Ophthalmologic issues common in children with fetal alcohol spectrum disorders
Refractive errors, strabismus, and fundus abnormalities are common in children with fetal alcohol spectrum disorders (FASD) and persist into early adulthood, according to a study published in the American Journal of Ophthalmology.
In this prospective cohort study, 33 children diagnosed with FASD were followed for 13-18 years by a multidisciplinary team.
Median visual acuity (VA) and median (range) refraction OD/OS was 20/32/20/32 (0.2/0.2 logMAR) in childhood and 20/22/20/20 (0.05/0.0 logMAR) in adulthood and +0.88/+1.25 (-8.75 to +4.75/−9.38 to +5.25) spherical equivalent diopter (D) in childhood and −0.25/−0.25 (−12 to +2.75/−13.25 to +2.63) in adulthood, respectively.
The most common refractive error was astigmatism (≥1 D). Stereoacuity occurred in 67% of participants when they were children and 73% of participants in adulthood. Heterotropia increased from 40% in childhood to 43% in adulthood.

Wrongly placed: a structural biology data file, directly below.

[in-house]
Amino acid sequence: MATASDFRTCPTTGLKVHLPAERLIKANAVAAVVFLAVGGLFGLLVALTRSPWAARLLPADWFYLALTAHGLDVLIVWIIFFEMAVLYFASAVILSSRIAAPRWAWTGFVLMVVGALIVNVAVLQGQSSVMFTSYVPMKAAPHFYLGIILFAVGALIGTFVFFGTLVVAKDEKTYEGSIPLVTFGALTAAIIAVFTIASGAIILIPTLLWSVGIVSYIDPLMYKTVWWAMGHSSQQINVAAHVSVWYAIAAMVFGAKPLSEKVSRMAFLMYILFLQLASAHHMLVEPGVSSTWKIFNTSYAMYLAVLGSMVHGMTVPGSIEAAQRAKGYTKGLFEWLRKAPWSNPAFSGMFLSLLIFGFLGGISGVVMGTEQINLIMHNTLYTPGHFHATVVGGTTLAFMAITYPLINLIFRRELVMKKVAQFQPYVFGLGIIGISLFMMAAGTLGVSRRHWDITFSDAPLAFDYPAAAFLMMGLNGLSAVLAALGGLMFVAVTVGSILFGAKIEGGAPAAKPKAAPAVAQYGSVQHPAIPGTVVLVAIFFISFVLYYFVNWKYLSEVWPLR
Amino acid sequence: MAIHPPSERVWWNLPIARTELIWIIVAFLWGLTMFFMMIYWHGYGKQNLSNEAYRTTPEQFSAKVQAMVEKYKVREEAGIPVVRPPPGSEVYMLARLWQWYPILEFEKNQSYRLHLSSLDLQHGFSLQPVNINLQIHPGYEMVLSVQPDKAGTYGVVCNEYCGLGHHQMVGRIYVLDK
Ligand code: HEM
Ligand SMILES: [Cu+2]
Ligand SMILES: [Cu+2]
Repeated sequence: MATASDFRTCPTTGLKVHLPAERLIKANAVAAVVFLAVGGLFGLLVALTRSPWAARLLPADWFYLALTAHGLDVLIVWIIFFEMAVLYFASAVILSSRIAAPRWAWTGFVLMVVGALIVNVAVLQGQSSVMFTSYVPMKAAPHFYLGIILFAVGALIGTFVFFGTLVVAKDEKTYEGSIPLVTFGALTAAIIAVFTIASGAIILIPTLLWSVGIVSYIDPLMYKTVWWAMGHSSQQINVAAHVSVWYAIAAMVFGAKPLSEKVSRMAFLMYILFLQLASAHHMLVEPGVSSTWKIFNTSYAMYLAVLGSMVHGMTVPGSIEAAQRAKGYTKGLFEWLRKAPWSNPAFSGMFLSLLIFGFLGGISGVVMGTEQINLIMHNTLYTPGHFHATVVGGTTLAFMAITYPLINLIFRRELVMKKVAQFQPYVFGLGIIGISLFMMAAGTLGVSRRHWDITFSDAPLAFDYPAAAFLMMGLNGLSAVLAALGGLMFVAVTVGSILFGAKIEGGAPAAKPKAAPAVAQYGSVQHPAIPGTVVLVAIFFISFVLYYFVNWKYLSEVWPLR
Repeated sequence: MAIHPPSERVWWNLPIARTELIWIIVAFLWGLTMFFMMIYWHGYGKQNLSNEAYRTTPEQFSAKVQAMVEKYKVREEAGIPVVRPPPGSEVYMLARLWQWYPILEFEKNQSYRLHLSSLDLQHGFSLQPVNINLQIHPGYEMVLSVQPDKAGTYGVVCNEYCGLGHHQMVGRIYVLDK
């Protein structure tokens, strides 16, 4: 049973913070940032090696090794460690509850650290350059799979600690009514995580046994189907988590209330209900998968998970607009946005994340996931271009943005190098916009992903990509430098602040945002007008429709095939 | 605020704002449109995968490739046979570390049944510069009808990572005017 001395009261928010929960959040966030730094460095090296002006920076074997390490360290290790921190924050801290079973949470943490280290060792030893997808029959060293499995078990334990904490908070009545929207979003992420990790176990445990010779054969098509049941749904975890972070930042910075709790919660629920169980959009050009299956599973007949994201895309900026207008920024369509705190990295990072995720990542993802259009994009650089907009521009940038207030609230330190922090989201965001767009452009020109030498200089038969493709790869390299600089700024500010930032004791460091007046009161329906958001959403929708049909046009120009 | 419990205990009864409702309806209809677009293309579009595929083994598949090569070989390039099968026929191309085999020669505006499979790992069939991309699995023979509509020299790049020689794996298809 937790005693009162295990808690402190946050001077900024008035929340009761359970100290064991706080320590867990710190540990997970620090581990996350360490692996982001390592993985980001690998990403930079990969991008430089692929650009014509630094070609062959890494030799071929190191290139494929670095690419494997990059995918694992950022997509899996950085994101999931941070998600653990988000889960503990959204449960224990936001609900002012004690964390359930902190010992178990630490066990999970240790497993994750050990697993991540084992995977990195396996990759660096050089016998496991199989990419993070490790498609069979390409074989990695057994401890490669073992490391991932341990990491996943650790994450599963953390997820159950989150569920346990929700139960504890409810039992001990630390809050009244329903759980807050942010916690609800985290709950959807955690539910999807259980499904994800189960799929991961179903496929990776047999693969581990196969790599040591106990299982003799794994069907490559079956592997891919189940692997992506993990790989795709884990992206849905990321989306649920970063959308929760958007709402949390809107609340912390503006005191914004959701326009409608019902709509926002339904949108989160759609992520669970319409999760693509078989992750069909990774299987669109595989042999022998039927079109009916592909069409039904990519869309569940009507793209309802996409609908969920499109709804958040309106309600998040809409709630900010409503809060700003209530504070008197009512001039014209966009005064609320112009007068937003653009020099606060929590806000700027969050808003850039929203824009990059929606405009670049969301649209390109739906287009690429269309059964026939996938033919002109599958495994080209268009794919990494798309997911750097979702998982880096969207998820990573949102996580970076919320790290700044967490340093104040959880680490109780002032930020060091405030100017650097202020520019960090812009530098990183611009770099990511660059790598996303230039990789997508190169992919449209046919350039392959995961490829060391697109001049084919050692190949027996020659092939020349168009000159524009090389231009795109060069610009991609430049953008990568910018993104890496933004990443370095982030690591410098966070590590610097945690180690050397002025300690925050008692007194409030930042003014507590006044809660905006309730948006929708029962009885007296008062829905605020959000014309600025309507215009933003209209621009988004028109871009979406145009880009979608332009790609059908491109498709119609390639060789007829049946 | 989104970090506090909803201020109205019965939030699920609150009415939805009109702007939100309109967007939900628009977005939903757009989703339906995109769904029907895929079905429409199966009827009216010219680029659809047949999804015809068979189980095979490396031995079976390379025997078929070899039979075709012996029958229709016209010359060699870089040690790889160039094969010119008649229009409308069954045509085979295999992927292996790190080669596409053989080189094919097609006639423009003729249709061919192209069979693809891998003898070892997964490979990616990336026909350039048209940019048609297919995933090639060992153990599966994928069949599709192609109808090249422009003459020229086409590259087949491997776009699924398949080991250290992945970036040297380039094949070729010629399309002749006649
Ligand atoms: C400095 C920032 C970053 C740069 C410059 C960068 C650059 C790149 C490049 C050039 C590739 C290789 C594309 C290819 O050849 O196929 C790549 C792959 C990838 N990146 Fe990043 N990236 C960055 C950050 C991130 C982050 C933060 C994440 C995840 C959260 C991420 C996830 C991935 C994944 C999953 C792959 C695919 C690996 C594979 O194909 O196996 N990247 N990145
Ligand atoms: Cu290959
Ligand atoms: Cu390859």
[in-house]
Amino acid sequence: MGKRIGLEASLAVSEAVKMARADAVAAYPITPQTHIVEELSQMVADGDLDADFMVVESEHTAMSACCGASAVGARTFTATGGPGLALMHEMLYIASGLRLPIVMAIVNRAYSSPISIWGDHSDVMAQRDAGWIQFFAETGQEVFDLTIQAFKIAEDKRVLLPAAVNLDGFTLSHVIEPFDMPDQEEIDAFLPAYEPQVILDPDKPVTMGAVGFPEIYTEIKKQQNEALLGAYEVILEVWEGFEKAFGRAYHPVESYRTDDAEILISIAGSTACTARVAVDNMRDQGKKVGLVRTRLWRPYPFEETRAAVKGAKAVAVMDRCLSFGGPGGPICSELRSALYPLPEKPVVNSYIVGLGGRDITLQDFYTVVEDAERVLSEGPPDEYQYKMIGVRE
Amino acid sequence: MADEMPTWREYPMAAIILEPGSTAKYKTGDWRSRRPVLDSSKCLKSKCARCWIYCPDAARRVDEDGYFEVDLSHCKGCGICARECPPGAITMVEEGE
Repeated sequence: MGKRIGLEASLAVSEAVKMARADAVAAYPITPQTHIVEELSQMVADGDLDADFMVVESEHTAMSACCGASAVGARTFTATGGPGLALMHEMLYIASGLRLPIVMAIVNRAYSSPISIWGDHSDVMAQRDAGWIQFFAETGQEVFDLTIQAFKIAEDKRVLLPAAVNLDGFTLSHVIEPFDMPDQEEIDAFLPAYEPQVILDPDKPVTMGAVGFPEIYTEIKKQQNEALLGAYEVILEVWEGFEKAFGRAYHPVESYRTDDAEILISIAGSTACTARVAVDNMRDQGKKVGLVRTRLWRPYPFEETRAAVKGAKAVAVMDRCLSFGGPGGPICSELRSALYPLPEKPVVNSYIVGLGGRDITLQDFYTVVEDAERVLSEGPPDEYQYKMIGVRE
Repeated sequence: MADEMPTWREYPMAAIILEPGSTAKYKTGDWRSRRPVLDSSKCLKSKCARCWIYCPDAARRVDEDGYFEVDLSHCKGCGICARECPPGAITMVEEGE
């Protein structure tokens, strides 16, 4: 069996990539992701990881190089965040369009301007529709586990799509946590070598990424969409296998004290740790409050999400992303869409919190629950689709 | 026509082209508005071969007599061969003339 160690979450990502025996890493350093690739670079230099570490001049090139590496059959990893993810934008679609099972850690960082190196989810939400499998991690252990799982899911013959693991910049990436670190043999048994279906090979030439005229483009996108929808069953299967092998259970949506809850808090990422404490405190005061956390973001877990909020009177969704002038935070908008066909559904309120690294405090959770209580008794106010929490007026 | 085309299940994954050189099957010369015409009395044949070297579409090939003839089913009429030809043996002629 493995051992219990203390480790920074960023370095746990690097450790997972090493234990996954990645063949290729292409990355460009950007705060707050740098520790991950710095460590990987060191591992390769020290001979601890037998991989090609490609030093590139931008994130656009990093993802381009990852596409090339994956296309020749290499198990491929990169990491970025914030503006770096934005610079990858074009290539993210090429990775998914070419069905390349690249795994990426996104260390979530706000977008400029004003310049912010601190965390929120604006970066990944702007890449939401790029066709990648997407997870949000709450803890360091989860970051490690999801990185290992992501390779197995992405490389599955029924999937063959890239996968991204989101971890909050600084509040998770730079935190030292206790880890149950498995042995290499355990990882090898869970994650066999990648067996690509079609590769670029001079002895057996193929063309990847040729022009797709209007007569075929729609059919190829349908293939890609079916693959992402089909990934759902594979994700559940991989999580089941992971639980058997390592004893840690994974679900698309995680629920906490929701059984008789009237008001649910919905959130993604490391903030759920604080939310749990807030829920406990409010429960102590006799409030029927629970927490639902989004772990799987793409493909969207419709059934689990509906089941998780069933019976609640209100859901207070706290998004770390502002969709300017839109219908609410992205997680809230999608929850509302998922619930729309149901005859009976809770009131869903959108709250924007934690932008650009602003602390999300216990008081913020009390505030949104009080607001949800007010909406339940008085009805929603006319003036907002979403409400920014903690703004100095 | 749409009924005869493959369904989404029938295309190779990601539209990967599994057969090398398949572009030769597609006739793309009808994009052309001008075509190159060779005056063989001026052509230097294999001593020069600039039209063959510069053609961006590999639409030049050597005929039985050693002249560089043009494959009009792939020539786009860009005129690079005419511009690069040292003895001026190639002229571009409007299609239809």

The authors concluded that, “The facial features characteristic of FAS diminish with age, making a dysmorphology evaluation in adulthood less reliable. An ophthalmologic examination is an important part of the evaluation of FASD in childhood as well as in young adulthood.
Gyllencreutz E, Aring E, Landgren V, et al. Ophthalmologic findings in fetal alcohol spectrum disorders – A cohort study from childhood to adulthood. Am J Ophthalmol. 2020;DOI:https://doi.org/10.1016/j.ajo.2019.12.016